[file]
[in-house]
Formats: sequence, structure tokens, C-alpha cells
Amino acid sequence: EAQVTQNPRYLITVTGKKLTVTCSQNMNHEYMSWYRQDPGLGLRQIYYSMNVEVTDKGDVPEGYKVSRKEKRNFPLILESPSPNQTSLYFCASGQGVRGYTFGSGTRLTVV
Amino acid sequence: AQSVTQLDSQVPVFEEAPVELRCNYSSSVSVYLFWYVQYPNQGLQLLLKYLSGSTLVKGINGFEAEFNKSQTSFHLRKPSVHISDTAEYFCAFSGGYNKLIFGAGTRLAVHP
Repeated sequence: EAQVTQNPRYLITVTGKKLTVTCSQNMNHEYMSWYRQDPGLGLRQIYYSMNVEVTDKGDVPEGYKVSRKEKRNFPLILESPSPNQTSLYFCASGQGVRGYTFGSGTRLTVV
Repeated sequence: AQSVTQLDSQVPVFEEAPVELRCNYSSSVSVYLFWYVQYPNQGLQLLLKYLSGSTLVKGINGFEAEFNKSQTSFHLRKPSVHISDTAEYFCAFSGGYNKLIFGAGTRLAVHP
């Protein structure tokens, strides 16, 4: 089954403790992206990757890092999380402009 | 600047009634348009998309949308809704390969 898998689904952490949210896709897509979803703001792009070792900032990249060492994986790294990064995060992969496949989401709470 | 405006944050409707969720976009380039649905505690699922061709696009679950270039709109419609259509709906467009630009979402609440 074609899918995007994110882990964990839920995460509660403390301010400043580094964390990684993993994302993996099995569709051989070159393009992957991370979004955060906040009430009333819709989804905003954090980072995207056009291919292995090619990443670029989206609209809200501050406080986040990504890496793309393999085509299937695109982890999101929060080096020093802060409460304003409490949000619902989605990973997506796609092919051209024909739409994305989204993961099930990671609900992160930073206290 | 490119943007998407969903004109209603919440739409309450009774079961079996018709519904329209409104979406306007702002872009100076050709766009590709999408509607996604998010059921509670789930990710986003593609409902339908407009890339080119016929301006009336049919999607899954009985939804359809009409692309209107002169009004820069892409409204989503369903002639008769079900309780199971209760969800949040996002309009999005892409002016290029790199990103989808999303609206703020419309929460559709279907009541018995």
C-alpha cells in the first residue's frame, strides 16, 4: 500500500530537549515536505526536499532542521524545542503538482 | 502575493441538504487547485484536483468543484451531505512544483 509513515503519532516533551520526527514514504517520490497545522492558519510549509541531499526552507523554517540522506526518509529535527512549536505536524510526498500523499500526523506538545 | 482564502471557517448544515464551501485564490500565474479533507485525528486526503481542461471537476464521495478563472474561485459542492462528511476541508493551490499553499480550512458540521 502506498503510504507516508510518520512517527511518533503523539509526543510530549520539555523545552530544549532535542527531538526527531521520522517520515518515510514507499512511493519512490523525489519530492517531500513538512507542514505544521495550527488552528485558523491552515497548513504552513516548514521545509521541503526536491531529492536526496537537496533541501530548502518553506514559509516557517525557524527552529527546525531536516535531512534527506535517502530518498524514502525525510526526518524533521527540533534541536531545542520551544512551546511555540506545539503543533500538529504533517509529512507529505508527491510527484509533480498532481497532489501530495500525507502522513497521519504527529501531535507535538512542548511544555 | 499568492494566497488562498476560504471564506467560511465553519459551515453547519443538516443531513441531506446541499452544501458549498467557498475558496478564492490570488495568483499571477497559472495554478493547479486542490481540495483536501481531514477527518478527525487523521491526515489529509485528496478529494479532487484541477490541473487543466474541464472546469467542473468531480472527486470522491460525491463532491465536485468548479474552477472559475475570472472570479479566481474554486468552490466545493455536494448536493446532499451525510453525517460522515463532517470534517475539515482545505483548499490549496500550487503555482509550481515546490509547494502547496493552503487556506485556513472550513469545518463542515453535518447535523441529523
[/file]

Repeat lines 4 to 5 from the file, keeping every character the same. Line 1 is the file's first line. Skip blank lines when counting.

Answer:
Amino acid sequence: AQSVTQLDSQVPVFEEAPVELRCNYSSSVSVYLFWYVQYPNQGLQLLLKYLSGSTLVKGINGFEAEFNKSQTSFHLRKPSVHISDTAEYFCAFSGGYNKLIFGAGTRLAVHP
Repeated sequence: EAQVTQNPRYLITVTGKKLTVTCSQNMNHEYMSWYRQDPGLGLRQIYYSMNVEVTDKGDVPEGYKVSRKEKRNFPLILESPSPNQTSLYFCASGQGVRGYTFGSGTRLTVV